Still, a mere 6 percent say that, overall, women make better political leaders than men, according to the nationwide Pew Research Center Social and Demographic Trends survey of 2,250 American adults conducted from June 16 to July 16, 2008. .
The vast majority of respondents, 69 percent, ranked men and women as equally good leaders, the survey found.
Survey respondents cited gender discrimination, resistance to change, and a self-serving "old boys club" as reasons for the relative scarcity of women at the top.
"What the public does not say is that women inherently lack what it takes to be leaders," Live Science quoted Pew analysts, as stating.
"To the contrary, on seven of eight leadership traits measured in this survey, the public rates women either better than or equal to men," they added.
For example, the most important leadership trait according to the respondents is honesty.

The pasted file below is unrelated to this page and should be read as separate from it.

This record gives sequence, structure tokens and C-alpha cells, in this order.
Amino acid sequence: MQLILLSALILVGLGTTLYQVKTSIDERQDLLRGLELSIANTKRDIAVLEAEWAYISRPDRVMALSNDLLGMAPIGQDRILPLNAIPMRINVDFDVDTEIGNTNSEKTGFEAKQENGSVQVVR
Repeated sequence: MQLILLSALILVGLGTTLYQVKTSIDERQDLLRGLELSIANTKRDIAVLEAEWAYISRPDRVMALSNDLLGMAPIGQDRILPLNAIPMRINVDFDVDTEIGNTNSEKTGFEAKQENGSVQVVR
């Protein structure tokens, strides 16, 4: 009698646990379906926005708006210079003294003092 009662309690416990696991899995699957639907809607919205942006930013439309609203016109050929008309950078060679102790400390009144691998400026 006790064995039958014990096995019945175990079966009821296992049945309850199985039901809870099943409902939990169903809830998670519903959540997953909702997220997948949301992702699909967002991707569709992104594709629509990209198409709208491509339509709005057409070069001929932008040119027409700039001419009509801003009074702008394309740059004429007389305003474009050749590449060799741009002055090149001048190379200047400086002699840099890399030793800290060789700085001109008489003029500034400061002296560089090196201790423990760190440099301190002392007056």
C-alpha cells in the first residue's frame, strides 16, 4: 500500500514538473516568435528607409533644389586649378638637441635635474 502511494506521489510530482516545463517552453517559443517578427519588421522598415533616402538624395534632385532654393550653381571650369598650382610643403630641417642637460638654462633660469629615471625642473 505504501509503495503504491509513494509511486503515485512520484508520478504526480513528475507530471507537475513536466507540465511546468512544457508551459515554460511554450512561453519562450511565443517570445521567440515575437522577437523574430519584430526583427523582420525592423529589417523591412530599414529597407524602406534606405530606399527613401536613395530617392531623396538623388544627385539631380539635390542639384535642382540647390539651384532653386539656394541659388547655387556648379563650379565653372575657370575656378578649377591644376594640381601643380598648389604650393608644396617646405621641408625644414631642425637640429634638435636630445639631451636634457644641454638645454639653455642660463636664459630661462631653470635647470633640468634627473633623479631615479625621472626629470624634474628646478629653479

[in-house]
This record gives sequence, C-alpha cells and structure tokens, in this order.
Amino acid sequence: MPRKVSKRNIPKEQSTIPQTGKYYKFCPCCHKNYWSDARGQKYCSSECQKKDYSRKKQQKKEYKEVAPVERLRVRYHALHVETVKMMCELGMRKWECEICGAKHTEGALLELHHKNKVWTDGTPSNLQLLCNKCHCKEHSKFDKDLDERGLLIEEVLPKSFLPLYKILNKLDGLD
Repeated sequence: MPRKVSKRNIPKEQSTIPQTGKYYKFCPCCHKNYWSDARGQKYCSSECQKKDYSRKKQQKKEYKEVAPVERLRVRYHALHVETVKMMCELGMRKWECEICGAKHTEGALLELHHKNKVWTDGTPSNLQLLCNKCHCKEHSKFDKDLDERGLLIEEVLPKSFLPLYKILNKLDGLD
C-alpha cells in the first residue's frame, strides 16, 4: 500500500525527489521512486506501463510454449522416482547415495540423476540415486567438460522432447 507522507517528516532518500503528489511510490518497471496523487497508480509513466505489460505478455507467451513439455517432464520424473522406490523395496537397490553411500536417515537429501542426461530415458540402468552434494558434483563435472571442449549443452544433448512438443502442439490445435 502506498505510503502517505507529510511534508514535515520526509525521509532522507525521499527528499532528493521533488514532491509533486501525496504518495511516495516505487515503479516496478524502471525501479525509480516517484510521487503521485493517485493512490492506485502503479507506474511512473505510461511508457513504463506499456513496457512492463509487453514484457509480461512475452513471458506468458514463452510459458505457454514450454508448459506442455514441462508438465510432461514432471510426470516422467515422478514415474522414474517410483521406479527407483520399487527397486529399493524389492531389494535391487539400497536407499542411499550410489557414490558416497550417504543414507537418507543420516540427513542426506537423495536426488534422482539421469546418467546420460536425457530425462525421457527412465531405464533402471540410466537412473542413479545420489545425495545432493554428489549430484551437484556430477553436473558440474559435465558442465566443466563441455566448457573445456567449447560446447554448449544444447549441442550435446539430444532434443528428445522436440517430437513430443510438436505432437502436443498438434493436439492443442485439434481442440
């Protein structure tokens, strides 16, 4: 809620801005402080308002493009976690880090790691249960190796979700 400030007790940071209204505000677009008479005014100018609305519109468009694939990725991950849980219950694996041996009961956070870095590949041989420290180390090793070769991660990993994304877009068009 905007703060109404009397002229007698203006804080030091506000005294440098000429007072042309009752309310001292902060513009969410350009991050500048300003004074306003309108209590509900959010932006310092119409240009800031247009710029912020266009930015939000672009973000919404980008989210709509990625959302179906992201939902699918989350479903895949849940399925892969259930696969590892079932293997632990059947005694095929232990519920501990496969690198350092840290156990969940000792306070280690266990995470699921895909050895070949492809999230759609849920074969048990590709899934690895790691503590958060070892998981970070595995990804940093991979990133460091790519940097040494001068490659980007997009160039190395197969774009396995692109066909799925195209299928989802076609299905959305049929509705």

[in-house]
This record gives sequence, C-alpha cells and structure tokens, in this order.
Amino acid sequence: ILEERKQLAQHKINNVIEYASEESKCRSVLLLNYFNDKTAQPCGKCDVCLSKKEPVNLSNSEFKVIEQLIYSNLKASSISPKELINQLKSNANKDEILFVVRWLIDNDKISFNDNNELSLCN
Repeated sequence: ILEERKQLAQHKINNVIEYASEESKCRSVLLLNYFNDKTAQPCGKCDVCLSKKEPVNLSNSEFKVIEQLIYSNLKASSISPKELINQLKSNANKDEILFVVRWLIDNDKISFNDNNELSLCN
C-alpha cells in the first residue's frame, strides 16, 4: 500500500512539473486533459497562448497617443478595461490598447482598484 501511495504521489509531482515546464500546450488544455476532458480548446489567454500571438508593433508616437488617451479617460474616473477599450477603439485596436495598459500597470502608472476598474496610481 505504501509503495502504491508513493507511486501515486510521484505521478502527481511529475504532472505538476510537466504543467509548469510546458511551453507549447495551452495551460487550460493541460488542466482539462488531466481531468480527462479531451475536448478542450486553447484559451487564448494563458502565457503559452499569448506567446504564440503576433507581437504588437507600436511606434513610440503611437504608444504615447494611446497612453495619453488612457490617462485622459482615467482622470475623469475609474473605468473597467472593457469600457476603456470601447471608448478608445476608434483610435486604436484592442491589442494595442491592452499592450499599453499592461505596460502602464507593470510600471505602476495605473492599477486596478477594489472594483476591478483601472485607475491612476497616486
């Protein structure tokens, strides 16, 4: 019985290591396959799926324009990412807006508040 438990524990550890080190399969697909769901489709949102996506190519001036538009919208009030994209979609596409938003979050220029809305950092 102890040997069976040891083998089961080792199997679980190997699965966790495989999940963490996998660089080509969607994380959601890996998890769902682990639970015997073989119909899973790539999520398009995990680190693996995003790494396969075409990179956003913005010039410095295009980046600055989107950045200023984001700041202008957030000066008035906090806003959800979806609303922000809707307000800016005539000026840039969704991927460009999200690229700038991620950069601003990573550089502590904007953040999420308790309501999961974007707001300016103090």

And half of all adults surveyed said women are more honest than men, while just one-in-five indicated men are more honest.
Women also ranked higher than men on leadership qualities such as decisiveness, compassion, outgoing nature and creativeness.
On the policy front, more than 50 percent of respondents said women are better than men at dealing with social issues such as health care and education, while 42 percent said men have an edge over women in the way they deal with crime and public safety.
More than 50 percent said men are better than women at dealing with defense and national security issues.